None of the aforementioned solutions adequately provide methods and systems for FAX communications continuously to subscribers with only one telephone number for FAX and voice calls. Nor do these solutions automatically store and forward FAX transmissions to a subscriber over a single telephone line when the subscriber is occupying the line with a voice phone call. Moreover, the prior methods and systems for sending FAX signals over a single telephone line do not adequately identify FAX transmissions or alert the subscriber that a FAX has been or will be sent.
There thus exists a long-felt need for methods which store and forward incoming telephone calls when only a single telephone line is available for multiple incoming telephone calls. The methods and systems should identify whether the call is a voice call or some other type of call and notify the user that another type of call FAX has been received. Additionally, it would be desirable if the methods and systems automatically and continuously accepted incoming telephone calls even when the subscriber is using the single line for a voice call. These needs have not heretofore been achieved in the art.
The aforementioned problems are solved, and long-felt needs met, by methods of managing multiple telephone calls in a network. In a preferred embodiment, the methods receive an incoming call having a first character for a subscriber to the network. It is then determined whether the incoming telephone call has the first character or a second character in order to classify the incoming telephone call. The call is then routed to a location depending upon its classification as a telephone call of the first or second character.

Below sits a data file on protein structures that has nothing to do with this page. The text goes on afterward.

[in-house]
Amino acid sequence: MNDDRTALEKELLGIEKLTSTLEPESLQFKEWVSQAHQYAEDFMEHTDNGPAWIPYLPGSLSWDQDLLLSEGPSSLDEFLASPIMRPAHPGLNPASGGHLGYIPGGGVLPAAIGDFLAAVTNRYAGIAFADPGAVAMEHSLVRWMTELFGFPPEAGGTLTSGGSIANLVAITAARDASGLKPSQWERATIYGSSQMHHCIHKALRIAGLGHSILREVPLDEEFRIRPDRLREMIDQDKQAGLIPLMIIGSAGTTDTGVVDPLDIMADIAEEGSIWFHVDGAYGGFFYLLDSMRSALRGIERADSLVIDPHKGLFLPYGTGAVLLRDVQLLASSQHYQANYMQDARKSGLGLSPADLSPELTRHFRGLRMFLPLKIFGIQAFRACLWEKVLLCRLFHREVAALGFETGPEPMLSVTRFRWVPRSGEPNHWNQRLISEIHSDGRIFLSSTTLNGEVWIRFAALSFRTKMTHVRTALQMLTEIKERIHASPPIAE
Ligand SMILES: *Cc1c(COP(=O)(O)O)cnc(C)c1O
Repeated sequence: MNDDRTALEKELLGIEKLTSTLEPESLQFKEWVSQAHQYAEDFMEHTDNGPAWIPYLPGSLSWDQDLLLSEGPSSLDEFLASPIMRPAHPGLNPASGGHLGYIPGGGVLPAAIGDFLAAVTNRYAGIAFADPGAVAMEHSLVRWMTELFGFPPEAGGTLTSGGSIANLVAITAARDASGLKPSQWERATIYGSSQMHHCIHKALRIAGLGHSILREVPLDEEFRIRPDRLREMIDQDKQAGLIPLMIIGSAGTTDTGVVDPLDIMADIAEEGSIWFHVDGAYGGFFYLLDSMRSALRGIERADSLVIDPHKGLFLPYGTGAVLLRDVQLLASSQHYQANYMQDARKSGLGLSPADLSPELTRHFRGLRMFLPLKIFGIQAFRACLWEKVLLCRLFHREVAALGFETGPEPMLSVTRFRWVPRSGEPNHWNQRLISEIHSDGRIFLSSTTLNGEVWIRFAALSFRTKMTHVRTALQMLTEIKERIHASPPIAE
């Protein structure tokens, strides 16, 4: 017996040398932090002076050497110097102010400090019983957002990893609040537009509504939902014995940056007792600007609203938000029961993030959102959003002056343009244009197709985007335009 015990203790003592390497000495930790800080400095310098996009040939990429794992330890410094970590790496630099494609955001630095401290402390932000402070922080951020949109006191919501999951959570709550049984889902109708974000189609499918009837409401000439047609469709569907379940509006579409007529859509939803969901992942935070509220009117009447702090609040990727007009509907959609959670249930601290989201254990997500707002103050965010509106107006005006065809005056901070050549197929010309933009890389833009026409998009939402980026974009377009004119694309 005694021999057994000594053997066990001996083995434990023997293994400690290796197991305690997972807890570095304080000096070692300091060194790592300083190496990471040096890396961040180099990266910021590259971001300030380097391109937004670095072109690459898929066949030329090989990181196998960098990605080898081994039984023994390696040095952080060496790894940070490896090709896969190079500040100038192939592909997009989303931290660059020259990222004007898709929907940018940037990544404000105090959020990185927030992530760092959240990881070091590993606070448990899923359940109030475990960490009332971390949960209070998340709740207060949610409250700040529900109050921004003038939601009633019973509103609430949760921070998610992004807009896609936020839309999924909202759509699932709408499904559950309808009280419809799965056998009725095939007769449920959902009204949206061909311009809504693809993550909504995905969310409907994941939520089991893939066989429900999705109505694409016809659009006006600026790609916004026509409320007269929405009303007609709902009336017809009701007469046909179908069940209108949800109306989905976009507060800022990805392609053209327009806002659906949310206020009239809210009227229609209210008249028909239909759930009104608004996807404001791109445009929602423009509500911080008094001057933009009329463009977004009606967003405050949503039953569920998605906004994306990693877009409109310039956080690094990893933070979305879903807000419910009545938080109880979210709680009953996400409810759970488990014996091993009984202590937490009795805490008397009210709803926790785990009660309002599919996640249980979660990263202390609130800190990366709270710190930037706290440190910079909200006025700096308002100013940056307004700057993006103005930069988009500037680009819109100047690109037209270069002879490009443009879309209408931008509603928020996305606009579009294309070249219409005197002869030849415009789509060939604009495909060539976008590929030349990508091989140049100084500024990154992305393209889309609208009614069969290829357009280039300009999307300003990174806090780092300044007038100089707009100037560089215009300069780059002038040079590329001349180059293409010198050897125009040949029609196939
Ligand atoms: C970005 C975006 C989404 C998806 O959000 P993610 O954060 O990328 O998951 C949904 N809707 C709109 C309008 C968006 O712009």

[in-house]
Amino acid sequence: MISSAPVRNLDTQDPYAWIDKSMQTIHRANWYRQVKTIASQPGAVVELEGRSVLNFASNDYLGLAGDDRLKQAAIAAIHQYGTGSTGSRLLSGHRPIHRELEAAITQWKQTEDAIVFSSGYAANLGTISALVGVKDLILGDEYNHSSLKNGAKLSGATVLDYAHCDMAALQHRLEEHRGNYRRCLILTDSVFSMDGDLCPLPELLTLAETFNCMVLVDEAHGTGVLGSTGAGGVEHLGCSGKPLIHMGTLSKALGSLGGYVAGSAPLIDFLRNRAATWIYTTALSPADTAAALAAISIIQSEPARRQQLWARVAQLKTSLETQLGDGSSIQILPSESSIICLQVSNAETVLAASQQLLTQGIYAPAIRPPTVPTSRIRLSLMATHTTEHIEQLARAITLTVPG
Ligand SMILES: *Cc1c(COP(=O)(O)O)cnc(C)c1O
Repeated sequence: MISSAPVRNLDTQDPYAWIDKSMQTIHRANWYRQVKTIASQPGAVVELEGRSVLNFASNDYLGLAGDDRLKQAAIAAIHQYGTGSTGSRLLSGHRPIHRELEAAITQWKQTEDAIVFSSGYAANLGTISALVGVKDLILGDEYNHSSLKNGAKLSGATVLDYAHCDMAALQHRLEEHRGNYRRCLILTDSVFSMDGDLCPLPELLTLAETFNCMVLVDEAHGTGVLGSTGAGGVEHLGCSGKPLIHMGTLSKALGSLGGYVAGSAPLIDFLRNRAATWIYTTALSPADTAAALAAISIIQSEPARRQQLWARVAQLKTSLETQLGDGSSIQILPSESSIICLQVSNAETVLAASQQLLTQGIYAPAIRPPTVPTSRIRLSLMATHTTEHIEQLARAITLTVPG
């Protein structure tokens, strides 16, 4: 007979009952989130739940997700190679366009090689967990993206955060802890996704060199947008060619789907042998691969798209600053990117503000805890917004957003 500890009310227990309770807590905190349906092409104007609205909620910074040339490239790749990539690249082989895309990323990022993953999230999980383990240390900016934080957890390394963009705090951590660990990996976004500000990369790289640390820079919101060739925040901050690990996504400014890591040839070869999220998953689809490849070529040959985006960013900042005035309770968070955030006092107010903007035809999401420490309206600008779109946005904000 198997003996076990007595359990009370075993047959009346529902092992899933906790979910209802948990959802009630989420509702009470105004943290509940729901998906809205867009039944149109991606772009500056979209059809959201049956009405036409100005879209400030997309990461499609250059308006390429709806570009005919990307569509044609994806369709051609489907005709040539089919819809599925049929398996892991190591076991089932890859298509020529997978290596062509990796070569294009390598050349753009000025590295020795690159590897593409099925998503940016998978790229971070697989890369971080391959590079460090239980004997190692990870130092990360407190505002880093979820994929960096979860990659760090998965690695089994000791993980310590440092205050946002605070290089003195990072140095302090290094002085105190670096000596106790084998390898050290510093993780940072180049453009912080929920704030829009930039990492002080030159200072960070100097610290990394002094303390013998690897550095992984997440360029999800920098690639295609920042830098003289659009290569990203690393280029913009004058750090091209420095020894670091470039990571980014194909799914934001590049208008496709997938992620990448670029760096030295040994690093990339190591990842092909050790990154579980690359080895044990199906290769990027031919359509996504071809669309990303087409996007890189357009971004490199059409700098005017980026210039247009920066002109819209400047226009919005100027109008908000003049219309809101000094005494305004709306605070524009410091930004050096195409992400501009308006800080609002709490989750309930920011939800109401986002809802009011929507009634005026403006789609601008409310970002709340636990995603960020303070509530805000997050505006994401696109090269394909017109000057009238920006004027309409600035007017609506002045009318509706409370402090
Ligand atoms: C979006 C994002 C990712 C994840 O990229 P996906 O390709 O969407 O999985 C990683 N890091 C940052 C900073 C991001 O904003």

Methods of routing telephone calls in a network also satisfy the aforementioned long-felt needs. Preferably, an incoming telephone call to the network is received that is intended for a subscriber to the network. The incoming call is classified as either a voice call or another type of call. If the call is classified as a voice call, it is routed to the subscriber. However, if the call is classified as another type of call, it is routed to another location. It may then be stored at the other location and forwarded to the subscriber at some future time.
The inventive methods are particularly useful for storing and forwarding of FAX and other incoming telephone calls to subscribers, especially when the subscriber has only a single line in the network. Advantageously, the methods allow automatic and continuous receipt of FAX messages even when the subscriber is using the single line for voice calls. This greatly reduces the costs to the subscriber for receiving FAX transmissions and allows the subscriber great versatility in using the network. Such results have not heretofore been achieved in the art.
These and other features of the present invention will become apparent from the following detailed description considered in conjunction with the accompanying drawings. It is to be understood, however, that the drawings are designed solely for purposes of illustration and not as a definition of the limits of the invention, for which reference should be made to the appended claims.
In the drawings wherein like reference numerals refer to like elements throughout the several views thereof:
Referring now to